A U.K.-based company said it has created the first shipping label embedded with a tracking device that’s connected to a 5G cellular network, enabling users to print tracking labels at scale from a standard thermal barcode printer.
The company, Reelables, was founded in 2018 to develop label-tracking technology for freight forwarders. It has now expanded into the parcel delivery market, a segment where tens of millions of labels are printed each day.
The technology, which is also available to retailers, will allow for shipment tracking without the need for manual intervention to scan barcodes as shipments move through the supply chain. This eliminates the risk of human error and results in precise tracking information at the piece level, Reelables said.
The technology is a breakthrough in the field of printed electronics by fabricating an active device with coated zinc batteries that share a common paper-thin wireless circuit, according to Reelables. The technology can be used where shipping labels are already being printed by changing existing label media to Reelables, the company said.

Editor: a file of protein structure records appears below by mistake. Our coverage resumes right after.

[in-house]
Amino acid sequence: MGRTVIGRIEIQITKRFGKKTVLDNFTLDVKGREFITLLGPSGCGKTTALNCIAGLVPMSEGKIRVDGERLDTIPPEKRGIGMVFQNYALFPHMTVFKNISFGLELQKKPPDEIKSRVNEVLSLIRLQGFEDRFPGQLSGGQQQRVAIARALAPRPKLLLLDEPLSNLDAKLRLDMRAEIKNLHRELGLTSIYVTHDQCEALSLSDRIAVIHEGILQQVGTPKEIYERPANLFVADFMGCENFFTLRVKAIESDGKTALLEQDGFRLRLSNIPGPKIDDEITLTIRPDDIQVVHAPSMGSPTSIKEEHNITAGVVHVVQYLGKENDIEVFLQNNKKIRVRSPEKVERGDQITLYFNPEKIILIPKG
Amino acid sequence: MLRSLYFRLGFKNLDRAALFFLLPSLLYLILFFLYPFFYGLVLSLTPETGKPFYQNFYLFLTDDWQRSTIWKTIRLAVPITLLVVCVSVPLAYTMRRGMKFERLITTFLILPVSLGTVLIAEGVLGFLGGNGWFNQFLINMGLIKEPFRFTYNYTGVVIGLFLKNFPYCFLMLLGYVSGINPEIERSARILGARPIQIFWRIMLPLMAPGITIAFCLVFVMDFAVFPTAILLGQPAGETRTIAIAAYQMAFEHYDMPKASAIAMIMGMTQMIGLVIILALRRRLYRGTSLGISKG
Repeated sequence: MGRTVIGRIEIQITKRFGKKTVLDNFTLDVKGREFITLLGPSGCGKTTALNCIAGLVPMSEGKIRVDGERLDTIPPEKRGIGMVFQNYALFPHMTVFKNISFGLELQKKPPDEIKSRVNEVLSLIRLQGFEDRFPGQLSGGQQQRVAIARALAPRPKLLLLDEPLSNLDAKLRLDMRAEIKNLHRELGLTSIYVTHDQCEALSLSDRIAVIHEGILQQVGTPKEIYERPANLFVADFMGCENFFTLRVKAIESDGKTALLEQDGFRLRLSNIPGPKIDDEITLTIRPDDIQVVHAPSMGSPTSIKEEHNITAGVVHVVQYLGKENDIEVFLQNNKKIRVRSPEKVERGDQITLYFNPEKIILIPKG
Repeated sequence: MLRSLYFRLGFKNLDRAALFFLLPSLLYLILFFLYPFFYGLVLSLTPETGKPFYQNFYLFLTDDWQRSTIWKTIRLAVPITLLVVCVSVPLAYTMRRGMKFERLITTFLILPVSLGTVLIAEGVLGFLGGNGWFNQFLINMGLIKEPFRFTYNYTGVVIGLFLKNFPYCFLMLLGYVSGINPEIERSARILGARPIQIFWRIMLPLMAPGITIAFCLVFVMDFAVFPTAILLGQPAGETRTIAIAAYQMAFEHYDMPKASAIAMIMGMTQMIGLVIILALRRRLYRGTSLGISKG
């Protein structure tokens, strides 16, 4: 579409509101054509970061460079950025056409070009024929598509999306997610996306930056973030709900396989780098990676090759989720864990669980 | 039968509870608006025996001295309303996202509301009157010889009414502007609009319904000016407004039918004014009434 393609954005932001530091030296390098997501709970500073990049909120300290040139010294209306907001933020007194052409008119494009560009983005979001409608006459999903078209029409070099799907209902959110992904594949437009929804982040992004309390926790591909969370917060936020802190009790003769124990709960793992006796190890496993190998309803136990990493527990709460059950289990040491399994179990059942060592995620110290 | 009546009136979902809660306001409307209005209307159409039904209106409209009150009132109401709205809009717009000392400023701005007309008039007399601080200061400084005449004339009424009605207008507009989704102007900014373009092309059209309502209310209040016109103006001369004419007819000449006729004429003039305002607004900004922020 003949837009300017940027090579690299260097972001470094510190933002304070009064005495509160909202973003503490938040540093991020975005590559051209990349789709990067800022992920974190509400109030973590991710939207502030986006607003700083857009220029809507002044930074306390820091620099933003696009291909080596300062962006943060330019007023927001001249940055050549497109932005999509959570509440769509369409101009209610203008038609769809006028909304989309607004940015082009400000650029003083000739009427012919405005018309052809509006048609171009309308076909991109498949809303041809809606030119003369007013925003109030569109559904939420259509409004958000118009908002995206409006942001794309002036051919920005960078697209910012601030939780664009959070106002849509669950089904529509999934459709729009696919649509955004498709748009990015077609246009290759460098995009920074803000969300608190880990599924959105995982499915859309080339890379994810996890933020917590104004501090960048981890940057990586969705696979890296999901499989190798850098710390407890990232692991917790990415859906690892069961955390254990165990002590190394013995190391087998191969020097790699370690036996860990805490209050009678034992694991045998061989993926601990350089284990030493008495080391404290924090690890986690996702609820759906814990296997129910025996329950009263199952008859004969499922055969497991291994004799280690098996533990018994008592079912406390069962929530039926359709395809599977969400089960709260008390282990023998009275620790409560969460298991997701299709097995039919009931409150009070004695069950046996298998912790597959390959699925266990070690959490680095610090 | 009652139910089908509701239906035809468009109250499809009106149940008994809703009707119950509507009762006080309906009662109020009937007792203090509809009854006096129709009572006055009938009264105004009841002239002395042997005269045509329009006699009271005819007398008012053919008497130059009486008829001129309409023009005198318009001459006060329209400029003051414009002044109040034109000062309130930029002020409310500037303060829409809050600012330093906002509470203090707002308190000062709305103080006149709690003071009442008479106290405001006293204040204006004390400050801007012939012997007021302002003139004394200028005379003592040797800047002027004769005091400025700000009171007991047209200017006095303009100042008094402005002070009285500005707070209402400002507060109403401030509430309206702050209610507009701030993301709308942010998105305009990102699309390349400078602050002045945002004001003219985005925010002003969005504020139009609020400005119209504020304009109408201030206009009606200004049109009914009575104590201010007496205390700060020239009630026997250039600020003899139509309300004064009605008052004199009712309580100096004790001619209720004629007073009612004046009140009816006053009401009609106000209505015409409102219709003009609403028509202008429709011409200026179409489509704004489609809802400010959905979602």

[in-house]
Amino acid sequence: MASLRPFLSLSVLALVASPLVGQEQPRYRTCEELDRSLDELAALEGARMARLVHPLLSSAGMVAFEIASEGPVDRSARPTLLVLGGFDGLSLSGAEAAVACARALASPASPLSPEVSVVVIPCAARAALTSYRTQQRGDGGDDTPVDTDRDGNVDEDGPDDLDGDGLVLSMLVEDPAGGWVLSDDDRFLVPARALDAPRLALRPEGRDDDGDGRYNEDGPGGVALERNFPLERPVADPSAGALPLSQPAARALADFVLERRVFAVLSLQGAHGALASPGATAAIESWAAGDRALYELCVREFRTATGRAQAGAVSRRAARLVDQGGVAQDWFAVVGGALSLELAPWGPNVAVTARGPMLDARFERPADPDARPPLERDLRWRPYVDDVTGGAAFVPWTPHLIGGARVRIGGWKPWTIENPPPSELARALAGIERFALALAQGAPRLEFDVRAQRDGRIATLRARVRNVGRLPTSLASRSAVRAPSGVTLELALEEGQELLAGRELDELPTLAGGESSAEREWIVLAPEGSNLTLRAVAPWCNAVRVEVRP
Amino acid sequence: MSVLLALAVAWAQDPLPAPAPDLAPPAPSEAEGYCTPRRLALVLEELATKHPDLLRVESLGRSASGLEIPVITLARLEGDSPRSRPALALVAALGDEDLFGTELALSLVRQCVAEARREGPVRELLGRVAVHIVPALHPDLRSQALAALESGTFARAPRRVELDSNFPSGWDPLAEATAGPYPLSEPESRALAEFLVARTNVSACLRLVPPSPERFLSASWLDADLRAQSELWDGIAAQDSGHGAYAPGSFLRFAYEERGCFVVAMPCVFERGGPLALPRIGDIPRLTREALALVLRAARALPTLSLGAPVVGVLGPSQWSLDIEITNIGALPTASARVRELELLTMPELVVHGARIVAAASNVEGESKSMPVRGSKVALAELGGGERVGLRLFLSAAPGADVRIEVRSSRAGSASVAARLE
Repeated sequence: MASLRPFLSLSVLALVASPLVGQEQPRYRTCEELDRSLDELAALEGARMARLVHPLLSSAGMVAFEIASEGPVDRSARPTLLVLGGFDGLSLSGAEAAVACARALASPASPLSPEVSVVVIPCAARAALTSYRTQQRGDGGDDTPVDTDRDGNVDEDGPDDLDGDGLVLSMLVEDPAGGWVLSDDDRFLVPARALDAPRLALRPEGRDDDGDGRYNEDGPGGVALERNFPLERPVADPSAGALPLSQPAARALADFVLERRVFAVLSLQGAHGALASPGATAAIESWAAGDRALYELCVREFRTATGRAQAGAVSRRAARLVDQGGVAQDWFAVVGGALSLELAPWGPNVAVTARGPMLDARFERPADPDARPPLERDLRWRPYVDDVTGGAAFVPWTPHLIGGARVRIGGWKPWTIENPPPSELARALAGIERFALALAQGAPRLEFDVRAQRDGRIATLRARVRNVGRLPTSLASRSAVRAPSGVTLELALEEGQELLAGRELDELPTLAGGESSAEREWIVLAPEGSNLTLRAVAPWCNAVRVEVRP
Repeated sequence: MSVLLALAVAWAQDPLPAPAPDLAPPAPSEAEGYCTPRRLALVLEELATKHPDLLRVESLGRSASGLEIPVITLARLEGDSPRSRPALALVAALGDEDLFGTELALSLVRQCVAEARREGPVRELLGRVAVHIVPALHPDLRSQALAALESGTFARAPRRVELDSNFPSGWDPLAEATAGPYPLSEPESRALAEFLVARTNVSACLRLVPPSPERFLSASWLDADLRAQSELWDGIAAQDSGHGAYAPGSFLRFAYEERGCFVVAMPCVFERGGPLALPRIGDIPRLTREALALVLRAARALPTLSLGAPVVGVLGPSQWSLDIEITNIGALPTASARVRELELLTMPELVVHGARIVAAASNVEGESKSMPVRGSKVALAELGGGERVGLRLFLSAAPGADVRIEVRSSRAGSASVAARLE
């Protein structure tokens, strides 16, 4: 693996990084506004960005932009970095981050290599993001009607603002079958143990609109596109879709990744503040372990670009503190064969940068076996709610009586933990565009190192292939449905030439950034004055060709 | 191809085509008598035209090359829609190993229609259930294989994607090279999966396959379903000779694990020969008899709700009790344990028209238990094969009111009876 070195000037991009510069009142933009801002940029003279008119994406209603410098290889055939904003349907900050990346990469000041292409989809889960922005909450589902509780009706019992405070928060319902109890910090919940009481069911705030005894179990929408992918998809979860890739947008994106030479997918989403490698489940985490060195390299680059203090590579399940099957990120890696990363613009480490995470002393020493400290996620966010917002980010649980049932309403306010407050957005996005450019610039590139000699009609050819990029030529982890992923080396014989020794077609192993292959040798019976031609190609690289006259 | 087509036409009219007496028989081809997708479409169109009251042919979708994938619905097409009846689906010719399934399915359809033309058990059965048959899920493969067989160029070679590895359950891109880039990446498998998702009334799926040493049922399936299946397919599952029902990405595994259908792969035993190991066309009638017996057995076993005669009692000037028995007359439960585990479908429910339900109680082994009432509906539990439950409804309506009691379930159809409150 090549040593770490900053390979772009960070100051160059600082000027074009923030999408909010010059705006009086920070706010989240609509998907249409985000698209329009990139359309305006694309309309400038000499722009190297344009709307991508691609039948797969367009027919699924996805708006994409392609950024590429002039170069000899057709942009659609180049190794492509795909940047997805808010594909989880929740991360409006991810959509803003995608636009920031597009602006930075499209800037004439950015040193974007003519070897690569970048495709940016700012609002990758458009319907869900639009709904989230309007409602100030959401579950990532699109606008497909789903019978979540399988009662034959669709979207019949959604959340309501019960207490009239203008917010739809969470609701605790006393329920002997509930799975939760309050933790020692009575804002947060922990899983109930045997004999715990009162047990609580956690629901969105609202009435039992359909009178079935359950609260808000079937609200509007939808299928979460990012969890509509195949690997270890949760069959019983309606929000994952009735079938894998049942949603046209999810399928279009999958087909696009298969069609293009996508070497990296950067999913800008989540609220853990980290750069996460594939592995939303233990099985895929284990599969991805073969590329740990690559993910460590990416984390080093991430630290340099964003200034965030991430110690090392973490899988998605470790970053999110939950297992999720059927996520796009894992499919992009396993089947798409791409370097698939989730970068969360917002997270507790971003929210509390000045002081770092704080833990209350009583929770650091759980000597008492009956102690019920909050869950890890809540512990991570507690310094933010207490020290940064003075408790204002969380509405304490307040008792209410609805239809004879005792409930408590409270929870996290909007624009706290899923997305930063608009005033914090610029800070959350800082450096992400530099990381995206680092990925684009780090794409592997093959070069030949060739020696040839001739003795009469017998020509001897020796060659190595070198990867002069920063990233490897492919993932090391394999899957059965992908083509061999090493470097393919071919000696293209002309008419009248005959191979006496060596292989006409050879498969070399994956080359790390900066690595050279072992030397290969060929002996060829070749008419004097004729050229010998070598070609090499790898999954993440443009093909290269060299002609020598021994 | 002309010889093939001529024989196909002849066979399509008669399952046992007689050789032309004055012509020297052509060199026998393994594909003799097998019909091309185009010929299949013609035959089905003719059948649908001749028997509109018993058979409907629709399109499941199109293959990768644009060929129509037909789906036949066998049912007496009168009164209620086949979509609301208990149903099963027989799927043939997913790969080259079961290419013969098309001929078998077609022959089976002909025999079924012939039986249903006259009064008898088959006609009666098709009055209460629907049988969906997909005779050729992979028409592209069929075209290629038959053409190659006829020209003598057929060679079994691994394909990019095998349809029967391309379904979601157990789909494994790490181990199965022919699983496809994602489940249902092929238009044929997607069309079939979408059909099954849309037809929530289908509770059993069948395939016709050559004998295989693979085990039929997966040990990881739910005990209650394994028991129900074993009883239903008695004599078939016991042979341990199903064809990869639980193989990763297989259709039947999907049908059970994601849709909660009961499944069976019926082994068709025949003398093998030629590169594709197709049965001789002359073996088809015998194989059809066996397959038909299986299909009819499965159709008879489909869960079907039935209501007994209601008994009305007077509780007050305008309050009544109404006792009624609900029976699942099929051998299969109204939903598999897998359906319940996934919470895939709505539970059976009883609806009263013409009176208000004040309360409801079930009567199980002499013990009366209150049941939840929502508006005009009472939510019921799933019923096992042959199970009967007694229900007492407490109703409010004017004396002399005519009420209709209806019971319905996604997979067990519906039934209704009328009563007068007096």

Reelables labels automatically collect actual location data from the cellular network data and trigger events the moment a shipment arrives or departs a warehouse or waypoint or an exception is detected, the company said.
Reelables said the underlying technology is a reel-to-reel, thin-film manufacturing process that enables it to make ultra-thin and extremely cost-efficient wireless circuits into smart labels.
A key part of the core technology is the integration of a coated zinc battery on the same base material shared with a wireless circuit. Reelables said this is a big differentiator from companies that are still using conventional lithium batteries in their tracking devices. Lithium is also classified as a dangerous good, which is problematic for high-volume applications and safe air transport.
Reelables said the 5G smart label solution is ideally suited for manufacturers or retailers that are shipping time-critical, high-value goods and don’t control the infrastructure along their logistics corridors.
“This is a major breakthrough when it comes to supply chain visibility and automation,” said Brian Krejcarek, CEO and co-founder of Reelables. “Achieving mass production and pervasive deployment of these thin film wireless smart labels will change how businesses track items, reduce theft and loss, and demonstrate accountability to their customers.”